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January 14, 2008
 

EPA’S WIKI CHALLENGE


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When Molly O’Neill took the stage at the EPA’s Environmental Information Symposium 2007 in November, she had a surprise challenge for the 600 attendees.  Molly, the EPA’s CIO and Assistant Administrator of the Office of Environmental Information (OEI), gave meeting-goers 36 hours to contribute as much information as they could to a Wiki about Puget Sound’s delicate eco-system.  By the time the challenge expired, the Wiki had generated 175 contributions, some 17,000 page views, and one happy CIO.  (For those of you who aren’t sure what a Wiki is, look it up on, you guessed it, Wikipedia.) 

Molly is a self-described geek who this month missed the Consumer Electronics Show for the first time in eight years.  (Apparently, the geek gene runs in the family; the CES has become something of an annual reunion for Molly’s family.)  She oversees a staff of 400 at EPA’s OEI.  Here, we caught her talking on her Bat Phone (our term) to some staffers at EPA’s National Computing Center in North Carolina’s Research Triangle Park.

Molly conceived the “Puget Sound Information Challenge” as a way to test the usefulness of Web 2.0 applications to EPA work—they’re mulling the possibility of using Wikis and the like to collect public comment on EPA regulations—and also to determine whether the OEI is succeeding in its mission to make the environmental data it collects from states as accessible as possible.  (The theory being that if data migrated onto the Wiki in little more than a day, it probably wasn’t too hard to access.)

Molly is a Senate-confirmed political appointee who came to the job just a year ago.  Here she stands before some more cool technology—a screen in an EPA conference room that blends handsomely into the wood-paneled wall, showing the Wiki’s front page.

Molly says that once she decided to issue the challenge, she wanted to make sure it was a real test, with real-world usefulness.  She kept a tight lid on her plans—only a select few in her office knew about it ahead of time—and got together with the Puget Sound Leadership Council, led by former EPA administrator Bill Ruckelshaus, to come up with six actual environmental issues that the Council was seeking information about and will be addressing in a forthcoming strategic plan.  Molly is presenting the results of the challenge to the Council this month.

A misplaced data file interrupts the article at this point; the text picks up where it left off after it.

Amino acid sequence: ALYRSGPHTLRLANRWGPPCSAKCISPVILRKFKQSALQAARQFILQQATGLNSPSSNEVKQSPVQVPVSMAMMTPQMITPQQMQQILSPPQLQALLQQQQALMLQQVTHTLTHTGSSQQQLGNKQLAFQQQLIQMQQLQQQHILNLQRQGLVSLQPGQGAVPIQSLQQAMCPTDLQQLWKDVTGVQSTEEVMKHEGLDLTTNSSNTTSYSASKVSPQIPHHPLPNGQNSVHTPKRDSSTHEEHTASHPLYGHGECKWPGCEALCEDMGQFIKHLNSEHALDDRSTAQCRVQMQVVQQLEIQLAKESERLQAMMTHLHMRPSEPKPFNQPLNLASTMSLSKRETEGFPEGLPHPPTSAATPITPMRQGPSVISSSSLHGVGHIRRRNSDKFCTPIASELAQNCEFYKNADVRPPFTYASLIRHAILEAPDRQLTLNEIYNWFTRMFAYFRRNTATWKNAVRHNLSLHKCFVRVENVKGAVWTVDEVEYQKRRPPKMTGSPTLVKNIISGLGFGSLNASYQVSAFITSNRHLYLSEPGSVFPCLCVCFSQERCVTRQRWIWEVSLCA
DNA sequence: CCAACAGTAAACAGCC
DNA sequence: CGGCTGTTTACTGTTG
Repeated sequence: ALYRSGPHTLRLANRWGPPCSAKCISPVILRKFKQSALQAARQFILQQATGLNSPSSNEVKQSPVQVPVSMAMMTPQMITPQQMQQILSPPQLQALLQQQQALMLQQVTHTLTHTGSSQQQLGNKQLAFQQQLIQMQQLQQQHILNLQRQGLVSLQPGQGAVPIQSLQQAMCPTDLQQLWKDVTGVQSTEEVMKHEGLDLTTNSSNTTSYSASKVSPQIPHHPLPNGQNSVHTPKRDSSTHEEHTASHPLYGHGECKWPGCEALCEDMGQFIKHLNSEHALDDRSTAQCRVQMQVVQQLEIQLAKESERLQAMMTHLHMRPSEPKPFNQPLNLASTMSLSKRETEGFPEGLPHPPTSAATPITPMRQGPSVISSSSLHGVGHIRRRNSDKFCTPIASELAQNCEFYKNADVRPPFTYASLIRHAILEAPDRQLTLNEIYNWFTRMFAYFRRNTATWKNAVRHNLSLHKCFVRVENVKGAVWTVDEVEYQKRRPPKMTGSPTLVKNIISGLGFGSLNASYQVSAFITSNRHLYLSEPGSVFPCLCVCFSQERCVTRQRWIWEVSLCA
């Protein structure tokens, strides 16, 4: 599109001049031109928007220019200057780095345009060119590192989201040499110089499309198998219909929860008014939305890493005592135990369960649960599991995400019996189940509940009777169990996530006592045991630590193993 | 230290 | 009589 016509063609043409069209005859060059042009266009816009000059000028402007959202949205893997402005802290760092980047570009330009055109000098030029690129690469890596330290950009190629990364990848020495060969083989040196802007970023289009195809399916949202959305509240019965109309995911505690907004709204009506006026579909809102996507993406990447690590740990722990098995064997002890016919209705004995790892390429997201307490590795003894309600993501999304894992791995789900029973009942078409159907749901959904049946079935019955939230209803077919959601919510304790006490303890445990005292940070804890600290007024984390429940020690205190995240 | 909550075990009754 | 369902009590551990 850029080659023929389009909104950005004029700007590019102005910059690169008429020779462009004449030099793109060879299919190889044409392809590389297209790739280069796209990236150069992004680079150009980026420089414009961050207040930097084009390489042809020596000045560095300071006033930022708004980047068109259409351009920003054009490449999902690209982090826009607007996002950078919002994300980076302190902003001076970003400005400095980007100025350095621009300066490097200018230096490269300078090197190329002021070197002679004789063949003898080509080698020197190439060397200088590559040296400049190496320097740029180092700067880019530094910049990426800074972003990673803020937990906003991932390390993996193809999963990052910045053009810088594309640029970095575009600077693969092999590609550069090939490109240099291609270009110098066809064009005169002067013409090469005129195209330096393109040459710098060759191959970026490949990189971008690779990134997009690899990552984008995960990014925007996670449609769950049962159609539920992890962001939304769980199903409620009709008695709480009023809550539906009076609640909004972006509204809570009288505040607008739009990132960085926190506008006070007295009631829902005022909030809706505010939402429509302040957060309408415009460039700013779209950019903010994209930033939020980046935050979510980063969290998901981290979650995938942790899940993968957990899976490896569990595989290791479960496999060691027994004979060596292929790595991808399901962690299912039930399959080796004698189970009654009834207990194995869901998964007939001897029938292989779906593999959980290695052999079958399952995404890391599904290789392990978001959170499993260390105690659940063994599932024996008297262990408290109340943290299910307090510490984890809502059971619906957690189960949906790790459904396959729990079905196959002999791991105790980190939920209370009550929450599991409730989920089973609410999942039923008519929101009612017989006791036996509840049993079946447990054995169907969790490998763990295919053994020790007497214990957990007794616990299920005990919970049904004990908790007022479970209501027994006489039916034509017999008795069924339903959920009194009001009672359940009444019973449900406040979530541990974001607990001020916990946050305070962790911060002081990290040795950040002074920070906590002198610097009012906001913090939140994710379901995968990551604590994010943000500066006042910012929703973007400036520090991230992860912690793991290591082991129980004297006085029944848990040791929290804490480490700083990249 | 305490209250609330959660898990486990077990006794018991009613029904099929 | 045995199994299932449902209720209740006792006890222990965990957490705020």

Meeting participants, including EPA staff and industry participants from ESRI, Microsoft, Google, and other companies, were encouraged to use mash-up tools to collect and organize whatever information they could gather in the compressed time frame.

Although she hasn’t been able to confirm it, Molly believes that she may be working in the very same office that her grandfather did as Deputy Postmaster General.  According to family lore, his office had an elevator and stairway that went down to the old Postmaster’s office, just like her office does.

One key to running a successful Web 2.0 project like the Puget Sound Information Challenge, Molly learned, is having a team of experts managing and tagging content as it comes in.  Molly says that the 8-10 who worked on the EPA’s Wiki in shifts over the 36‑hour period were barely enough to keep the information organized correctly.  To make things easy on those who weren’t tech savvy but still wanted to contribute information to the project, the EPA allowed them to email or phone in with contributions.  A sign of the times:  over the course of the 36 hours, they didn’t receive a single call.

 
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